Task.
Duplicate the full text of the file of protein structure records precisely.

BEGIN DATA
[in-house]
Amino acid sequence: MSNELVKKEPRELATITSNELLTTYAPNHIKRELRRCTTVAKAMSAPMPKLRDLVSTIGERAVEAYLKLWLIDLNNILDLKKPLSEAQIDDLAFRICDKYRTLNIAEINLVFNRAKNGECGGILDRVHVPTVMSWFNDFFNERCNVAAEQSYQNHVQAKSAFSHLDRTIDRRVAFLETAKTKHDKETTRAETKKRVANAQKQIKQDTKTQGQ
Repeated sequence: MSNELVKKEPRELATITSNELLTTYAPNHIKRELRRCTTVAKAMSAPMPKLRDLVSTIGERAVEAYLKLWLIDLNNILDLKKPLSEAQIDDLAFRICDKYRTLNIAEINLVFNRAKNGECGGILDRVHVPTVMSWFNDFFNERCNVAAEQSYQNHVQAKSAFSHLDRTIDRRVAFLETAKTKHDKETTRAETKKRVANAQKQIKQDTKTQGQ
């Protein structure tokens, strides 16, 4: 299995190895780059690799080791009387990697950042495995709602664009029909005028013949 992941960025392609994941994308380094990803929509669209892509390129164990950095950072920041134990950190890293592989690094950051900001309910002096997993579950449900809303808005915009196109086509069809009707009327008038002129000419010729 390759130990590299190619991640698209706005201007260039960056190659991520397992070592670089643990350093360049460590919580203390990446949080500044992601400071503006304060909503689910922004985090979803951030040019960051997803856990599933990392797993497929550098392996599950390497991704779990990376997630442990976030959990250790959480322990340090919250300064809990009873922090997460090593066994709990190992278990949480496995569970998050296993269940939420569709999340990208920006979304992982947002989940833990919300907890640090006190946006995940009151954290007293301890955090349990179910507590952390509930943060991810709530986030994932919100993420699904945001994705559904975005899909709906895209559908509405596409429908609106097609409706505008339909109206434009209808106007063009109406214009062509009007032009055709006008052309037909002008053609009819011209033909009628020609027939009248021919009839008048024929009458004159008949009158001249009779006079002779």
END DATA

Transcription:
[in-house]
Amino acid sequence: MSNELVKKEPRELATITSNELLTTYAPNHIKRELRRCTTVAKAMSAPMPKLRDLVSTIGERAVEAYLKLWLIDLNNILDLKKPLSEAQIDDLAFRICDKYRTLNIAEINLVFNRAKNGECGGILDRVHVPTVMSWFNDFFNERCNVAAEQSYQNHVQAKSAFSHLDRTIDRRVAFLETAKTKHDKETTRAETKKRVANAQKQIKQDTKTQGQ
Repeated sequence: MSNELVKKEPRELATITSNELLTTYAPNHIKRELRRCTTVAKAMSAPMPKLRDLVSTIGERAVEAYLKLWLIDLNNILDLKKPLSEAQIDDLAFRICDKYRTLNIAEINLVFNRAKNGECGGILDRVHVPTVMSWFNDFFNERCNVAAEQSYQNHVQAKSAFSHLDRTIDRRVAFLETAKTKHDKETTRAETKKRVANAQKQIKQDTKTQGQ
């Protein structure tokens, strides 16, 4: 299995190895780059690799080791009387990697950042495995709602664009029909005028013949 992941960025392609994941994308380094990803929509669209892509390129164990950095950072920041134990950190890293592989690094950051900001309910002096997993579950449900809303808005915009196109086509069809009707009327008038002129000419010729 390759130990590299190619991640698209706005201007260039960056190659991520397992070592670089643990350093360049460590919580203390990446949080500044992601400071503006304060909503689910922004985090979803951030040019960051997803856990599933990392797993497929550098392996599950390497991704779990990376997630442990976030959990250790959480322990340090919250300064809990009873922090997460090593066994709990190992278990949480496995569970998050296993269940939420569709999340990208920006979304992982947002989940833990919300907890640090006190946006995940009151954290007293301890955090349990179910507590952390509930943060991810709530986030994932919100993420699904945001994705559904975005899909709906895209559908509405596409429908609106097609409706505008339909109206434009209808106007063009109406214009062509009007032009055709006008052309037909002008053609009819011209033909009628020609027939009248021919009839008048024929009458004159008949009158001249009779006079002779």